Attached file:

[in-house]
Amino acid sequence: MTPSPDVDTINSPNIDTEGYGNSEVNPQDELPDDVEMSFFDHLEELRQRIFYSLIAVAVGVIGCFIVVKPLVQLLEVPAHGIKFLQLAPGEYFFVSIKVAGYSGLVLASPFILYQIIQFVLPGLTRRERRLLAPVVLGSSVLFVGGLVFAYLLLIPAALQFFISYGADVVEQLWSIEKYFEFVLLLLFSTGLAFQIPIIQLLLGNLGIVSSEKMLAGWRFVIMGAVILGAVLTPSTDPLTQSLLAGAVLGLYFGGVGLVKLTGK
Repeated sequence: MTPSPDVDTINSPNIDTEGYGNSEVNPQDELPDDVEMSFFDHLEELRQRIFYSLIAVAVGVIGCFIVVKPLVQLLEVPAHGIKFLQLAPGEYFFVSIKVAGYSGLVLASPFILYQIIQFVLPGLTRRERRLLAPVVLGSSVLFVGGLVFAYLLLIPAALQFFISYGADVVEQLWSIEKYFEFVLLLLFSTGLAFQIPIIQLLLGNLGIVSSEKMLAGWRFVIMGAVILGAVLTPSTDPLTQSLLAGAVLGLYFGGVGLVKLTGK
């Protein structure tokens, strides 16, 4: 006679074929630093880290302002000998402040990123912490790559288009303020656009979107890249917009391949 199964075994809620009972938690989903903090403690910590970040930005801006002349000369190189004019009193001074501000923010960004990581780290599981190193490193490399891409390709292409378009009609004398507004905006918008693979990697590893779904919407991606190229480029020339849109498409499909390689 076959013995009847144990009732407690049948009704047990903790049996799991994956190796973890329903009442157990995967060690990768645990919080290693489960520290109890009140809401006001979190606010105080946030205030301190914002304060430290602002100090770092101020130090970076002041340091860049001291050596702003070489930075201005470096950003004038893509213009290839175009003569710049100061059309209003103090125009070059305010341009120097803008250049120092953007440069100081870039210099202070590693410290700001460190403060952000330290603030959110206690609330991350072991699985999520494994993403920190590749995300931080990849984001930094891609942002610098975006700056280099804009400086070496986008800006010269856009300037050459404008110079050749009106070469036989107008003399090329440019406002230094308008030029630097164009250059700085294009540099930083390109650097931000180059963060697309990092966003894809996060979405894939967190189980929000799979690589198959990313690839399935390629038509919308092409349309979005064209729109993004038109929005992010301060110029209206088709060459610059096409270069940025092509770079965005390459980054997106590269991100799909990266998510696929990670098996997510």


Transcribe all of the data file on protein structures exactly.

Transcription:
[in-house]
Amino acid sequence: MTPSPDVDTINSPNIDTEGYGNSEVNPQDELPDDVEMSFFDHLEELRQRIFYSLIAVAVGVIGCFIVVKPLVQLLEVPAHGIKFLQLAPGEYFFVSIKVAGYSGLVLASPFILYQIIQFVLPGLTRRERRLLAPVVLGSSVLFVGGLVFAYLLLIPAALQFFISYGADVVEQLWSIEKYFEFVLLLLFSTGLAFQIPIIQLLLGNLGIVSSEKMLAGWRFVIMGAVILGAVLTPSTDPLTQSLLAGAVLGLYFGGVGLVKLTGK
Repeated sequence: MTPSPDVDTINSPNIDTEGYGNSEVNPQDELPDDVEMSFFDHLEELRQRIFYSLIAVAVGVIGCFIVVKPLVQLLEVPAHGIKFLQLAPGEYFFVSIKVAGYSGLVLASPFILYQIIQFVLPGLTRRERRLLAPVVLGSSVLFVGGLVFAYLLLIPAALQFFISYGADVVEQLWSIEKYFEFVLLLLFSTGLAFQIPIIQLLLGNLGIVSSEKMLAGWRFVIMGAVILGAVLTPSTDPLTQSLLAGAVLGLYFGGVGLVKLTGK
């Protein structure tokens, strides 16, 4: 006679074929630093880290302002000998402040990123912490790559288009303020656009979107890249917009391949 199964075994809620009972938690989903903090403690910590970040930005801006002349000369190189004019009193001074501000923010960004990581780290599981190193490193490399891409390709292409378009009609004398507004905006918008693979990697590893779904919407991606190229480029020339849109498409499909390689 076959013995009847144990009732407690049948009704047990903790049996799991994956190796973890329903009442157990995967060690990768645990919080290693489960520290109890009140809401006001979190606010105080946030205030301190914002304060430290602002100090770092101020130090970076002041340091860049001291050596702003070489930075201005470096950003004038893509213009290839175009003569710049100061059309209003103090125009070059305010341009120097803008250049120092953007440069100081870039210099202070590693410290700001460190403060952000330290603030959110206690609330991350072991699985999520494994993403920190590749995300931080990849984001930094891609942002610098975006700056280099804009400086070496986008800006010269856009300037050459404008110079050749009106070469036989107008003399090329440019406002230094308008030029630097164009250059700085294009540099930083390109650097931000180059963060697309990092966003894809996060979405894939967190189980929000799979690589198959990313690839399935390629038509919308092409349309979005064209729109993004038109929005992010301060110029209206088709060459610059096409270069940025092509770079965005390459980054997106590269991100799909990266998510696929990670098996997510």